Everyone should have the freedom to make music, with or without those awkward childhood years spent studying scales and playing “Chopsticks” on grandma’s electric organ. At least that’s the idea behind the Seaboard, a new kind of instrument whose creator aims to disrupt the music-making industry.
“It’s a reimagination, a reinvention of the piano keyboard,” says Roland Lamb, philosophy student turned founder and CEO of Roli, the London-based maker of a digital keyboard that is manufactured by Flex.
The Seaboard doesn’t look or feel exactly like anything most people have played. Unlike a piano, the instrument consists of a matte black slab with rows of long, evenly spaced ripples that suggest the gentle swells of an ocean. “We’ve taken the black and white keys and replaced them with what we call ‘keywaves,’” Lamb says. One online commenter said it looks like the controls for a stealth fighter jet.
Photo: Jérôme Sessini/MAGNUM
With the Seaboard, you don’t need the skills of a maestro to take off on a musical journey. On a Seaboard, you can press down on one of its keys, like a piano, but you can also wiggle your finger, like you would on a violin string, to make the pitch bend or warble. Glide your finger up a key to stretch the note like a pedal steel guitar would. Think of it as the theremin’s cooler younger brother.
The Seaboard can replicate the sounds of other instruments, too, including brass, percussion, and electronic and hybrid synthetic-acoustic sounds. “Every single musical instrument has a different dynamic language,” Lamb says. “Some are more percussive, some are more about bends, some are more about the breath, about swells.” Lamb says that the Seaboard can match the dynamic languages of other instruments because its unique interactivity makes it so expressive. “Where the piano brought one dimension of touch, the Seaboard brings five: strike, glide, slide, press, and lift,” he says.
In other words, it’s designed not only to replicate sounds but to change the way we play music. “Throughout the history of the piano, most people played it the way it was intended, which is by striking the keys,” he says. “Because the Seaboard is a single continuous surface, it has all these different dimensions of control.” This allows musicians to be more experimental—and creative.
“Although it looks like a keyboard, knowing a little music theory and piano-playing skills will help, but I don’t think you need to be a piano prodigy to get the most out of this,” wrote one Amazon reviewer who gave the Seaboard Rise, the more affordable version of the instrument, five stars. “There’s never been anything like it before, so there is nothing to reference. Which only means…this now sets interesting standards for writing music.”
Music publications are impressed with the Rise, noting that while the instrument is still in its early days, it may be the next step in the evolution of the keyboard. As music technology magazine Sound on Sound said, “it seems to expand (or even explode) musical horizons in a way that few other electronic instruments do.”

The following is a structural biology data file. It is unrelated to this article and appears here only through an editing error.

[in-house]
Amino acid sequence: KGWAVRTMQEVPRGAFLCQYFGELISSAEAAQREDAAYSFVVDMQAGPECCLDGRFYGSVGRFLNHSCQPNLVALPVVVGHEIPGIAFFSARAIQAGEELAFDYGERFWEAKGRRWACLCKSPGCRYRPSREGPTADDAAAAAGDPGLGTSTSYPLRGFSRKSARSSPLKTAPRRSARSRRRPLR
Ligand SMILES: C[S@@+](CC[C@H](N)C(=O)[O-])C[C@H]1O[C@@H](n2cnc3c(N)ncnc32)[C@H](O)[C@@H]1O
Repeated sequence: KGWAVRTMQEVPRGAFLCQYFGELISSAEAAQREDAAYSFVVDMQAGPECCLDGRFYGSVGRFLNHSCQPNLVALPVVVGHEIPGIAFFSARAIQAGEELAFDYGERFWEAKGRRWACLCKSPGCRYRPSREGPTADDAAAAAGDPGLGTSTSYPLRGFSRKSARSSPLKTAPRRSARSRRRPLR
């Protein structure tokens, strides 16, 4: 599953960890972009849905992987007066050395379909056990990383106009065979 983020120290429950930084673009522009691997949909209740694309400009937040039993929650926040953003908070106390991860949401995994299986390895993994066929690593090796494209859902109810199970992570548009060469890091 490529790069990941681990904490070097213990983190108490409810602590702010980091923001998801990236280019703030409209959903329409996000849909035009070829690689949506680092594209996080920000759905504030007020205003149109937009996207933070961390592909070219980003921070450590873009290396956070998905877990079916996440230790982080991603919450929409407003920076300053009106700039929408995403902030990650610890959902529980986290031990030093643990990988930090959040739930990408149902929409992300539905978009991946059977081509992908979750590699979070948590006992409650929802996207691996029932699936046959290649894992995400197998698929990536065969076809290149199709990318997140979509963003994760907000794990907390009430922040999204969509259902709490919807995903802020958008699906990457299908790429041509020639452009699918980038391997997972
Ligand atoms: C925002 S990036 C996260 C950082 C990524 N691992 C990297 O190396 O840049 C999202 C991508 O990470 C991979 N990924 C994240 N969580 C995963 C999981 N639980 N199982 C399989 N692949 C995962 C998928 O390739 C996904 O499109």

Reviews for the larger Seaboard Grand are also positive. CNN called it “the piano of the future,” while The Wall Street Journal proclaimed, “This can lead to the development of more intuitive ways for humans to interact with digital technology, not just musical instruments, through touch.”
Experimentation and creativity are key when it comes to creating new music with the Seaboard. “It’s very open-ended in the ways people can interpret it,” Lamb says. “Giving people this capability in an instrument—to have all of these sonic possibilities at their fingertips—is very fundamental to the Seaboard. A disruption is built in.”
The promise of a music-making shake-up has attracted some serious investment. In 2014, Roli secured $12.8 million in initial venture capital financing led by Balderton Capital, the London-based venture capital firm with investments in social games developer Wooga and music-streaming service Mog, which was acquired by Apple in 2012. Other investors include FirstMark Capital, a firm that has financed Pinterest and Shopify; Index Ventures, which invested in Sonos and SoundCloud; and Universal Music, which provided strategic funding. The combined investment is considered one of the largest ever in a music hardware company.
“The more I understood what [Roli] was trying to do and where they wanted to go, the more I realized what a great fit they were with Flex,” says Mike Dennison, president of Flex’s Consumer Technologies Group. “In my view, smart and connected doesn’t just mean connected to the cloud. It means, can you talk to the consumer and connect with their ability to make music? In the music space, Roli is going to disrupt the market in a big way. The Seaboard is no different from 3-D printing, where you can take it into a home and suddenly anyone can make jewelry or parts or whatever they need without full-scale manufacturing.”
But disrupting the music industry is a complex challenge. The Seaboard is engineered with never-before-seen interactivity and functionality, but to make real waves in music production, it must be embraced by influential music-makers and the communities that could actually use it to create mainstream music.
Roli’s website is showered with praise from those in the music industry—people such as Reut Feldman, studio manager at Atlantic Records in Los Angeles, and Vasco Hexel, head of the Composition for Screen master’s program at the Royal College of Music. These and other heavy hitters have agreed that the Seaboard is a game changer that opens up worlds of creativity.
Roli is going to disrupt the market in a big way. The Seaboard is no different from 3-D printing, where you can take it into a home and suddenly anyone can make jewelry or parts or whatever they need without full-scale manufacturing, says Dennison.